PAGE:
Wed. Jun 19th, 2024

Frank Bruni, a contributing Opinion writer, hosted a written online conversation with the politics writers Joe Klein and Olivia Nuzzi to discuss the state of the likely Biden-Trump race, this week’s State of the Union address and the state of possible third-party threats.

Frank Bruni: Olivia, Joe, I’m so psyched to be doing this with two journalists I so hugely admire. This conversation appears on Super Tuesday, which means we’re fully, terrifyingly deep into the presidential election season — and I can’t shake the sense that it’s over, at least the part where we know the nominees. Am I bowing too much to conventional wisdom?

What, really, are the chances that something happens today, or tomorrow, or when President Biden delivers his State of the Union remarks on Thursday, that translates into either him or Donald Trump not being on the November ballot? And which of those two would be more likely not to be?

Olivia Nuzzi: Aside from biblical intervention, I don’t think anything could possibly happen this week, in the primaries or at the State of the Union address that would dramatically shift the conversation.

Joe Klein: Super Tuesday is almost always a disappointment. Too many venues, not enough focus, and not nearly the fun of the early retail primaries. This year, it’s more like Sleep-In Tuesday. It’s not nearly as important as Biden’s speech — which will provide the mental acuity assessment we’re all anxious about.

Bruni: So the State of the Union is basically Biden’s visit to the national neurologist, and the content of what he says will be lost to the winds?

Nuzzi: I think that will be the case for a majority of the president’s public appearances from now through November.

Klein: It depends. If it’s a traditional laundry-list State of the Union, the focus will be on Biden’s acuity. But if he takes a bold, unexpected position or two — I’d nominate the border and Gaza — that might transcend the cognitive assessment.

Bruni: What, Joe, would you have him say about the border and/or Gaza if the goal is to give the media a headline other than a gaffe count?

Klein: I hope he will go to the left on Gaza and to the right on the border.

Bruni: Olivia, if you were advising him, what would be your top pieces of counsel?

Nuzzi: Have you seen “The Curious Case of Benjamin Button”? I’m kidding. But the only way for Biden to reassure voters that he is capable is to appear capable in full view of the American public as often as possible. He should have sat for a Super Bowl interview. He should sit for many more interviews. He should hold more news conferences. He should simply be more accessible; 2024 is not 1896, and it’s not 2020 — there is, thank God, no public health crisis to confine Biden to running a front-porch campaign. His appearance with Seth Meyers was a good start in this regard, but it also demonstrated the risks inherent to sending a president out in public while the world is on fire: Some people saw the interview and were convinced he seemed alert and were even charmed by him, but the image of the ice cream cone diplomacy is what lives on as a meme.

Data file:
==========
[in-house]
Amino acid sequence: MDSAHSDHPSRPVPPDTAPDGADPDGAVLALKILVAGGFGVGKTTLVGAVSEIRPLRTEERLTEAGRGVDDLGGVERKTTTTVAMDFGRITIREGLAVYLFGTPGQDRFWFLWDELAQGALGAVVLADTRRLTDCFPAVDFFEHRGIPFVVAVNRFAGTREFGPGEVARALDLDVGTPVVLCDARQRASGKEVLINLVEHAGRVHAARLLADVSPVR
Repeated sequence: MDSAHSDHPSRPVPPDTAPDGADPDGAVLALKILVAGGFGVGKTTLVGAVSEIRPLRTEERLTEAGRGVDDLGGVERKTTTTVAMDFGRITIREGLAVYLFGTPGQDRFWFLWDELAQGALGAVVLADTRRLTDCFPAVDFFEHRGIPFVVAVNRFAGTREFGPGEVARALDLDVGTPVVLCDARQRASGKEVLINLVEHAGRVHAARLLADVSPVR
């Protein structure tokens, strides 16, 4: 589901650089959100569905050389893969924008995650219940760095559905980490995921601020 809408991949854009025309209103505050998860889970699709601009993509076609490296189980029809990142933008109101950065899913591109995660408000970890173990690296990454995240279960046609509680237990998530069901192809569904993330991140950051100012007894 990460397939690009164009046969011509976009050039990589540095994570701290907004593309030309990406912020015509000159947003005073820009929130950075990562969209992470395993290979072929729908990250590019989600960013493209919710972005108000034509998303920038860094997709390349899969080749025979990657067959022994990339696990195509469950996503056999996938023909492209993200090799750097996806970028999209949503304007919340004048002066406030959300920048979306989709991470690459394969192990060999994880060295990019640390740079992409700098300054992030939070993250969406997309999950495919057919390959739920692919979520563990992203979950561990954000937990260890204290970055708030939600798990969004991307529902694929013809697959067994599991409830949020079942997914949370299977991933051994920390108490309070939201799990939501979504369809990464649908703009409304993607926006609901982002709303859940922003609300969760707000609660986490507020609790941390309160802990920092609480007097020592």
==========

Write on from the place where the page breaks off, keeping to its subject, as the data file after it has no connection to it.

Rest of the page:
Bruni: Senator Katie Britt of Alabama is giving the G.O.P. response to the Biden address. If she nails it, is she Trump’s V.P.? If not her, who?

Nuzzi: Personally I’m bracing for the My Pillow guy. Trump is more likely to go with a character who is more familiar to fans of the MAGA cinematic universe. I’d guess Gov. Sarah Huckabee Sanders of Arkansas or Senator J.D. Vance of Ohio.

Klein: I’m sure he’ll go with the most distinguished, statesperson-like choice.

Nahh! I think he’s going to double-down on everything, though perhaps a “nasty woman,” to use his old phrase. Britt would be a logical choice — but since when has he been logical?

Bruni: Given his ego and his appetite for fealty, I kind of imagine him giving prospective veep candidates an exam on the contents of the “The Art of the Deal” and awarding the slot of running mate to whoever gets the most answers right.

Nuzzi: He does famously love to read, Frank.

Klein: And the V.P. pick has to be good-looking.

Bruni: Before we leave Super Tuesday completely behind — I mean, it’s super, we owe it another moment — is there any marker, any result, any percentage, any Nikki-ness or Haley-ness, that we should look carefully at and that might be some revealing, prophetic glimpse of the electorate? Anything? Please?

Nuzzi: A certain Times writer that I love wrote that she is already winning … sort of.

Bruni: Guilty as charged! And blushing at being the recipient of Olivia love. My life’s work is done. I can retire.

Nuzzi: I have actually been surprised by her performance. She’s losing, obviously, but I figured she would be doing much worse. Trump is underperforming, even as he gallops to his inevitable nomination. We certainly can read something into that about the size of his fervent base and their level of enthusiasm.

Bruni: Tell me more about “Trump is underperforming.” Is there a case to be made that Trump’s numbers in these contests are a greater concern for his side than Biden’s terrible polling is for his side?